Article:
In other words, the more time I invest in relationships, exploring the world, or finding out more about who I am, the more apparent the finite nature of life becomes, and the more I desire to contribute to the betterment of myself, my family, and the planet. The more I realize that the threat of constant change until an inevitable death is only terrifying if I let it consume me. I liberate myself from this narrow minded thinking with mindful connections and intentional experiences that enable me to step outside of the consuming feeling of demise. It is with this realization that I find practicing impermanence paramount for teaching me the deepest and most illuminating truths about the importance of being present those we are sharing time and space with in this moment. Nothing else matters.

The Roots of Impermanence

Both ancient Eastern and Western philosophies attempt to sum up the existential problem of change. Buddhist thought defines impermanence as the first state of being (anicca (Pāli) or anitya (Sanskrit), and the ancient Greeks understood human life to be “panta rhei” or “everything in flow.” While the details of these two philosophical arguments differ in many ways, it is important to highlight that their conclusions about the experience of this physical life is that nothing lasts forever- and everything is in a constant state of change. The bittersweet nature of being a human with an ego is that we are so sensitive to change that we believe we can make it bend to our will. To our dismay, I think most all of us realize that this is not how life really works.

I continue to find that the more I operate from the understanding of impermanence the more I grow to appreciate the current moment. Sometimes, it can seem too sad or too scary to think about the ending of things or the feelings that accompany great change. Yet, I see a brilliant opportunity in the uncertainty of these moments to transform the negative feelings around endings and change into more positive, inspiring, and uplifting moments by accepting the impermanent nature of existence. The idea of leading our lives with a lens of impermanence is that we are consistently self initiating our desire to be the best version we can be in the moment we are existing in, and that is all we can ask from ourselves.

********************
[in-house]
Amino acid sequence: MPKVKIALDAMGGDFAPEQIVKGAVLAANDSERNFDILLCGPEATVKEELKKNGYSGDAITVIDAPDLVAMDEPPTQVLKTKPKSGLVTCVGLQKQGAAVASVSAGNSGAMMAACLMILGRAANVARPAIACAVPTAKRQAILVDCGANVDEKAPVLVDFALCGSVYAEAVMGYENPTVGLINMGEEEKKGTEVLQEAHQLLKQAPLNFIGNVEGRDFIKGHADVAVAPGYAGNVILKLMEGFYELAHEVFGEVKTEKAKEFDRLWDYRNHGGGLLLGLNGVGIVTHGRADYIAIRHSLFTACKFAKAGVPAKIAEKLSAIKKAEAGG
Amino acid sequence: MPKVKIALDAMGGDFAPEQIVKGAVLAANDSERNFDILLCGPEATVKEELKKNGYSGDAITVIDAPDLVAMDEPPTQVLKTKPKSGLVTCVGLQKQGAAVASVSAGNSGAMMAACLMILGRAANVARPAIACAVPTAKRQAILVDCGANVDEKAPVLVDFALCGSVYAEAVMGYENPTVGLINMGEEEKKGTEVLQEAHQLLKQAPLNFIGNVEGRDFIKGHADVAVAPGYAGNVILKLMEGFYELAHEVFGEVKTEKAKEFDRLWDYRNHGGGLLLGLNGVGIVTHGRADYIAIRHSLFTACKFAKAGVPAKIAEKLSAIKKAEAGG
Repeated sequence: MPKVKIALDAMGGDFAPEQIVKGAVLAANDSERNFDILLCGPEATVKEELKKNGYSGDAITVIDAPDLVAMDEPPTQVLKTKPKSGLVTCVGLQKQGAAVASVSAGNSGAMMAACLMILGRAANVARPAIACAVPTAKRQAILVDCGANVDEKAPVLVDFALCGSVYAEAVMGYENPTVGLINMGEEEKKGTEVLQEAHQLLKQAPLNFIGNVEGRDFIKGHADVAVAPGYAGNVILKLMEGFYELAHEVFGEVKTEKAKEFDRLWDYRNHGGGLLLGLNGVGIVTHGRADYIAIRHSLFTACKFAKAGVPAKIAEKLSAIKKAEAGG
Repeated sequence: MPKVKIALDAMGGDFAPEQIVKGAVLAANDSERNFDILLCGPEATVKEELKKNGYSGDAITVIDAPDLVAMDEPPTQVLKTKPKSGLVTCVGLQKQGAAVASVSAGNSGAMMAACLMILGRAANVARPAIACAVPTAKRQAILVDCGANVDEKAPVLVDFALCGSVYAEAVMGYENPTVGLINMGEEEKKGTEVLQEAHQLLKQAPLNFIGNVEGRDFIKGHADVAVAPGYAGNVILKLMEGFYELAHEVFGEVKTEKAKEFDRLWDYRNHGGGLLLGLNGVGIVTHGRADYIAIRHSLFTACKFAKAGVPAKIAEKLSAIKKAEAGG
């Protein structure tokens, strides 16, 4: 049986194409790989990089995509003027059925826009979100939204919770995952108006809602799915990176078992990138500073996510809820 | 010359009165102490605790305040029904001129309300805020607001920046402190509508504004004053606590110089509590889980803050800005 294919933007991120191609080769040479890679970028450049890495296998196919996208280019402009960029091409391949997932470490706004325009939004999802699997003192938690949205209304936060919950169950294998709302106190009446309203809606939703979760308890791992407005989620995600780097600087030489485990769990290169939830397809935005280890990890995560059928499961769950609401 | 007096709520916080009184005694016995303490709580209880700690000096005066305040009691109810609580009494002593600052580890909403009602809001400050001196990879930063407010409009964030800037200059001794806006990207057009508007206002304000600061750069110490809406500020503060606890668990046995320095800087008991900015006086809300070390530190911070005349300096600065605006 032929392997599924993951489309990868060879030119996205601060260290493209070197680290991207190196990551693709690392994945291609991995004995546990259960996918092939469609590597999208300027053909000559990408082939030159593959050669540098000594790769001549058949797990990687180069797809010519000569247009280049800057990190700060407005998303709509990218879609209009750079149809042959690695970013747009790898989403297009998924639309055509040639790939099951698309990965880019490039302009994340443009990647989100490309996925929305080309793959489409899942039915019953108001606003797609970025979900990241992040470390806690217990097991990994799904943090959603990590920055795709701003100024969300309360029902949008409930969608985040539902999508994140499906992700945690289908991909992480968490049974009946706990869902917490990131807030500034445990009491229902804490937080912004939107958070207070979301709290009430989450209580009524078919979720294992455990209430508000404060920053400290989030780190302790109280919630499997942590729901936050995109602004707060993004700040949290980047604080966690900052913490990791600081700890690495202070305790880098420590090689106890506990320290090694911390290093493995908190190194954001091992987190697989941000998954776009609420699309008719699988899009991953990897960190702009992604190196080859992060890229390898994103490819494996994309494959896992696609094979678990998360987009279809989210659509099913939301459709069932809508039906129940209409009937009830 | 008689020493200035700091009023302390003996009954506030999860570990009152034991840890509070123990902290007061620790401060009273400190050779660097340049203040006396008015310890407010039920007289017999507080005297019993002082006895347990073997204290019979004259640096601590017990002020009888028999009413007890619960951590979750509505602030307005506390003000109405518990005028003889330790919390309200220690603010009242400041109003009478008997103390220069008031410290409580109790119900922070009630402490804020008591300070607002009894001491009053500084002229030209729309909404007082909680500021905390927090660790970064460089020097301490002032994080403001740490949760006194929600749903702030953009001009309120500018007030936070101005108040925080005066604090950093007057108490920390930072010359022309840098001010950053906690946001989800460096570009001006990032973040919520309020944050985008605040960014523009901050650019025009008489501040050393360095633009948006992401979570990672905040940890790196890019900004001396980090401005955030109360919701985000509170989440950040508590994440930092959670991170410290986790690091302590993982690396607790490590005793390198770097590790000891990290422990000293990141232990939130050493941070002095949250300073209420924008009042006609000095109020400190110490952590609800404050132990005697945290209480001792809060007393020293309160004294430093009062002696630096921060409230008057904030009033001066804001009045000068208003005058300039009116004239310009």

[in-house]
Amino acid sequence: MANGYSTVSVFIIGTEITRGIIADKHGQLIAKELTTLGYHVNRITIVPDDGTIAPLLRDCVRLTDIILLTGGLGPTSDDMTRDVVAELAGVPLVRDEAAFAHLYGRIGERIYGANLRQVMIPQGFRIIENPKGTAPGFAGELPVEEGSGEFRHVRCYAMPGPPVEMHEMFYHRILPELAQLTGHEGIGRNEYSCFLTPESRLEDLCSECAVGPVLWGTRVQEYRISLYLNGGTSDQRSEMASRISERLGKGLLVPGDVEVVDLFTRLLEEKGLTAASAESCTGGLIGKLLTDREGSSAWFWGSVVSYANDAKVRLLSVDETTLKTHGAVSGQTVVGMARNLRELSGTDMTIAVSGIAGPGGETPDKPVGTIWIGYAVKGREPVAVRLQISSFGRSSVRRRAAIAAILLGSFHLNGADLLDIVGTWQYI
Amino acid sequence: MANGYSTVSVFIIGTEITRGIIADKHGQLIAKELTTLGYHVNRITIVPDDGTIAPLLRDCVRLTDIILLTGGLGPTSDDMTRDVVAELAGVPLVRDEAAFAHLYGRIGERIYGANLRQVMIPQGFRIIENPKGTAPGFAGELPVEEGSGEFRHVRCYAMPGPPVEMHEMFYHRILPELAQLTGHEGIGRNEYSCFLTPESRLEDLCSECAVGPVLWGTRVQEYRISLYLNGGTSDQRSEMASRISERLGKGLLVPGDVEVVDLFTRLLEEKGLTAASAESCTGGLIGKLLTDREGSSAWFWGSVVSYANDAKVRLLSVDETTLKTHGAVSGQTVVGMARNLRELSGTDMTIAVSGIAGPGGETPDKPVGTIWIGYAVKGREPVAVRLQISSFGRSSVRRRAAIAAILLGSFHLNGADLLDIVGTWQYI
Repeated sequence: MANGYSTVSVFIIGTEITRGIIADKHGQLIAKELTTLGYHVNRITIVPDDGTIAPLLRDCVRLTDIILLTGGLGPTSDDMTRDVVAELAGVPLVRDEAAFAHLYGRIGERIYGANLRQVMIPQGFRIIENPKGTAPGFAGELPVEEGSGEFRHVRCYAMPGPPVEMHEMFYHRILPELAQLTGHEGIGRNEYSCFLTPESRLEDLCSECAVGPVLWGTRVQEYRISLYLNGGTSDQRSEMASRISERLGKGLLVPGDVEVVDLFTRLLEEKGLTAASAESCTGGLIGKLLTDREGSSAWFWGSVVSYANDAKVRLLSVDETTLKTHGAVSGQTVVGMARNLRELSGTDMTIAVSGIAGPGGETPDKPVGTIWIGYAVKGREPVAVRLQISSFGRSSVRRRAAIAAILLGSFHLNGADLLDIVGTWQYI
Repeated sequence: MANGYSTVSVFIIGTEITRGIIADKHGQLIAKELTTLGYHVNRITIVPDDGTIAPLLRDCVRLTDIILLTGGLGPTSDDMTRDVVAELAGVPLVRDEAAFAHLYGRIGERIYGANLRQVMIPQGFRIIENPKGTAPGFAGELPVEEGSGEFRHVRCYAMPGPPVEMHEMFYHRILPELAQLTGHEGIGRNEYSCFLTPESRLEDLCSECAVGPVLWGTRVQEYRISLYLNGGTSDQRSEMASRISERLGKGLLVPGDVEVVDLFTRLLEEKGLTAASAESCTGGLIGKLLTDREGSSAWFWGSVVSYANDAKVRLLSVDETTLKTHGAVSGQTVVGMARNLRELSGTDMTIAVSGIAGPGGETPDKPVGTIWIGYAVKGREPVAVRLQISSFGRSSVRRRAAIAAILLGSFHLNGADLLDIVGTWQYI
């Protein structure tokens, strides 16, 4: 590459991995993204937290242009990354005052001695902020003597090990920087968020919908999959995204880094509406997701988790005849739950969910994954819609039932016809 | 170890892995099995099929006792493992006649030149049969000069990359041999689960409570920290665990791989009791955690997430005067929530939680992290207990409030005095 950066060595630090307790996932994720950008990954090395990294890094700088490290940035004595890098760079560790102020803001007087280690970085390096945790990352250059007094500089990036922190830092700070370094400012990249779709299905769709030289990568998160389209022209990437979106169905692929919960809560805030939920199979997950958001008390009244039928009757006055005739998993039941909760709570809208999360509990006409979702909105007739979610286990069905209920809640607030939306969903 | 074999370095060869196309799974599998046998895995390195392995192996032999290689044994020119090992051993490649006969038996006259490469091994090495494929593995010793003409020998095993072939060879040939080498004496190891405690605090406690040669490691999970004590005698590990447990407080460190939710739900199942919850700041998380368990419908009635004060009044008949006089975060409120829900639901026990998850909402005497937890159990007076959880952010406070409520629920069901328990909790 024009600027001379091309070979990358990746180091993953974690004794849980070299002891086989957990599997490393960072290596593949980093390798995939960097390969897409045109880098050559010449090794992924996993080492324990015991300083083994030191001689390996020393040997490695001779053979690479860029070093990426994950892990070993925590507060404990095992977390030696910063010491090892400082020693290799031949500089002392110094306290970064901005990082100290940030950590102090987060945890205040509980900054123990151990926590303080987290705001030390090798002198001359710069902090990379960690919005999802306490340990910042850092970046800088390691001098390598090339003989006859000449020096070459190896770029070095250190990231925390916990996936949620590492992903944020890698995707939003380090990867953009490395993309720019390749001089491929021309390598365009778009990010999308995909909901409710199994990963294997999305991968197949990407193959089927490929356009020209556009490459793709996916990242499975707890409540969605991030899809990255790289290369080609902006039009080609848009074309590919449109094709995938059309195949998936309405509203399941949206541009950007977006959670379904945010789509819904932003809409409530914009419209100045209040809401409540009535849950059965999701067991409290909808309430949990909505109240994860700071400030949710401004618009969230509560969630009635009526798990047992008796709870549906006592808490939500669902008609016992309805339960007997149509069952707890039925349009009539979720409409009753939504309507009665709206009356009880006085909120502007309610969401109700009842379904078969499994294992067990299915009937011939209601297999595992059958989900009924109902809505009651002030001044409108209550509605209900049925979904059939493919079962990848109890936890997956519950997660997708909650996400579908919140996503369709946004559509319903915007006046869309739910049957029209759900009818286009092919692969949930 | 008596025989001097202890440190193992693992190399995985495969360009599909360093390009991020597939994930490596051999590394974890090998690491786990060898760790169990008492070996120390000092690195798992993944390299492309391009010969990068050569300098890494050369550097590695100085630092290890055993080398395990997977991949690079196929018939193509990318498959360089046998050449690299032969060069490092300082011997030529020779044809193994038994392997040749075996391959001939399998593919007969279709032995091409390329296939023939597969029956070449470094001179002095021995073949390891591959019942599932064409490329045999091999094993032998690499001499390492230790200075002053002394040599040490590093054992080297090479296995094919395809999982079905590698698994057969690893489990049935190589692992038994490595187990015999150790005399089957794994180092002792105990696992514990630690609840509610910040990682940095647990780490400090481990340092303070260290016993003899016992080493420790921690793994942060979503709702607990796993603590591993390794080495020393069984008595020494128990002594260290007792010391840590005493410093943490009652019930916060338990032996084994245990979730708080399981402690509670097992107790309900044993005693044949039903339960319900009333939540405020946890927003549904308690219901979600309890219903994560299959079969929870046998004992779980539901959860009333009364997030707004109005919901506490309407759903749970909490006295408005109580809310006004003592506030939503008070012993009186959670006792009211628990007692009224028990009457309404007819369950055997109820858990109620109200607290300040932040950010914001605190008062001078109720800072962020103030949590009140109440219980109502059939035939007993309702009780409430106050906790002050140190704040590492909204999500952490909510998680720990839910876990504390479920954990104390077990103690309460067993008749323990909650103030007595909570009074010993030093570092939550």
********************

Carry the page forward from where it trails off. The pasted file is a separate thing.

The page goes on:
Working within the parameters of acceptance for what I can’t control helps me step into the practice of embracing the impermanence of life instead of running away from it. I see through this experience of shifting my entire reality from Boston to rural Peru that it is all too easy to get stuck in the grieving cycle of past moments that we once thought defined us. Getting caught up in the nostalgia of what was and the thoughts of what could be puts me in a disposition to live my life to the fullest because I am either living in the past or too far in the future. When in reality, I should be focused on the right now because that is the only time-space continuum I can develop into the life I desire.

I don’t mean to dismiss the importance of memories, nostalgia, or goals and hope for the future. Rather, what I am trying to point out is that when we trick ourselves into ignoring the finiteness of our lives we tend to miss the richness of being alive in the current moment. The art of life is to embrace the ephemerality of existence. The science of life is putting into place a practice of impermanence that brings gratitude, intentionality, and well-being to the existence of ourselves in this moment.

Finding Peace with Impermanence

In closing, I chose to make my first post since entering the Peace Corps about impermanence because I am constantly reminded on this journey of how easy it can be to think we have unlimited opportunities, infinite time with people we love, and endless chances to achieve our dreams. But that is not true, and being far from the comfort of abundance and security at home for an extended amount of time I am keenly aware that I am not able to be present in the lives and experiences of those I miss deeply. But, I must remember that achieving my dreams, living my purpose, and finding prosperity in life comes by living with the understanding that life ends, and the only moment I have to make it happen is this one.

I hope that these words bring some sense of comfort in the fact that achieving our dreams are not comfortable. Becoming the person you desire will always come with sacrifice, and more importantly it will always come with realizing that time in this physical being will end one day. Don't let that capture you, instead let it captivate you. Let the understanding of impermanence be a liberating philosophy that motivates you to be the best version of yourself in this moment.